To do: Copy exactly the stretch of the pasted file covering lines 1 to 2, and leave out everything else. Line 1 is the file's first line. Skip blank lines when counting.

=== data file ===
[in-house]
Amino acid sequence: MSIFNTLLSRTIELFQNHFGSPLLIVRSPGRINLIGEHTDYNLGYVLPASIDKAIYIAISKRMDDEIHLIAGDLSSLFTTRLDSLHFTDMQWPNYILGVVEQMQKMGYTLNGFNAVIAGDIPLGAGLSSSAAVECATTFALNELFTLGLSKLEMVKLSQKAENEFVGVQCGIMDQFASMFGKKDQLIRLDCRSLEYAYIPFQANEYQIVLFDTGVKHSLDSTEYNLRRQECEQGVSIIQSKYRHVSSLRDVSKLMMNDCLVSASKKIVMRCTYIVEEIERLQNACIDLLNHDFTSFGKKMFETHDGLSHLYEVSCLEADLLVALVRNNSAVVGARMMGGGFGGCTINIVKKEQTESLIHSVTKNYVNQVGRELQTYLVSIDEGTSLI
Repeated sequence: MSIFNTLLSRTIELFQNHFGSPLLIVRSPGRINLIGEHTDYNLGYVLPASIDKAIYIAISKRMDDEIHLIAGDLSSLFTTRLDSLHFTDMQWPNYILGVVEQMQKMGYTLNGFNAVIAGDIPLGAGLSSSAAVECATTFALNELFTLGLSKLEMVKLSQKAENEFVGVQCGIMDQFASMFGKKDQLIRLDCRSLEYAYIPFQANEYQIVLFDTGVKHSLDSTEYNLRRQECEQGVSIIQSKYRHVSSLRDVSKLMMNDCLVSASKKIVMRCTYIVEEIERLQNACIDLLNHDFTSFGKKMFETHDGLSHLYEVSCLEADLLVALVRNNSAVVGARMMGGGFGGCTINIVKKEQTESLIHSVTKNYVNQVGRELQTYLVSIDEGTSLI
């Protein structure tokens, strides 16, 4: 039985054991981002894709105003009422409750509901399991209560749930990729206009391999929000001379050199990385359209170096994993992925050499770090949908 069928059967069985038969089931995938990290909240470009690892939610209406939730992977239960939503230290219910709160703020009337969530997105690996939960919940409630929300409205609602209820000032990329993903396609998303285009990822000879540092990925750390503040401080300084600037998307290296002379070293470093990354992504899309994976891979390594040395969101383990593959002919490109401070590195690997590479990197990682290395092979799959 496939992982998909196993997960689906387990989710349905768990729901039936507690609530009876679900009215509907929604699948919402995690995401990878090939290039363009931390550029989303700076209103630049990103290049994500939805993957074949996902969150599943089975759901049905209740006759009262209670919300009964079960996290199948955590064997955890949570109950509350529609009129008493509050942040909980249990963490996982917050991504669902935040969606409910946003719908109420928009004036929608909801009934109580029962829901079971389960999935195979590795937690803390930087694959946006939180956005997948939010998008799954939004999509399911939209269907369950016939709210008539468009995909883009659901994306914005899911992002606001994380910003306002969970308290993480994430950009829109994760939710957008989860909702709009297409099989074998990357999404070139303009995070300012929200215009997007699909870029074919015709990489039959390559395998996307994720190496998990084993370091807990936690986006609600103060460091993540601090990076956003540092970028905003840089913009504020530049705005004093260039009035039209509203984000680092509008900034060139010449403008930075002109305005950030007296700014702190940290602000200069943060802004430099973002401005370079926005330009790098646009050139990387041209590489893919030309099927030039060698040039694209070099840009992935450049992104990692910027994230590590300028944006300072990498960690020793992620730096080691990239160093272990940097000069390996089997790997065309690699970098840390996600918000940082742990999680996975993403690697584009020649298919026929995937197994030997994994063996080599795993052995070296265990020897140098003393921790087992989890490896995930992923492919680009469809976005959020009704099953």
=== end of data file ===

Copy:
[in-house]
Amino acid sequence: MSIFNTLLSRTIELFQNHFGSPLLIVRSPGRINLIGEHTDYNLGYVLPASIDKAIYIAISKRMDDEIHLIAGDLSSLFTTRLDSLHFTDMQWPNYILGVVEQMQKMGYTLNGFNAVIAGDIPLGAGLSSSAAVECATTFALNELFTLGLSKLEMVKLSQKAENEFVGVQCGIMDQFASMFGKKDQLIRLDCRSLEYAYIPFQANEYQIVLFDTGVKHSLDSTEYNLRRQECEQGVSIIQSKYRHVSSLRDVSKLMMNDCLVSASKKIVMRCTYIVEEIERLQNACIDLLNHDFTSFGKKMFETHDGLSHLYEVSCLEADLLVALVRNNSAVVGARMMGGGFGGCTINIVKKEQTESLIHSVTKNYVNQVGRELQTYLVSIDEGTSLI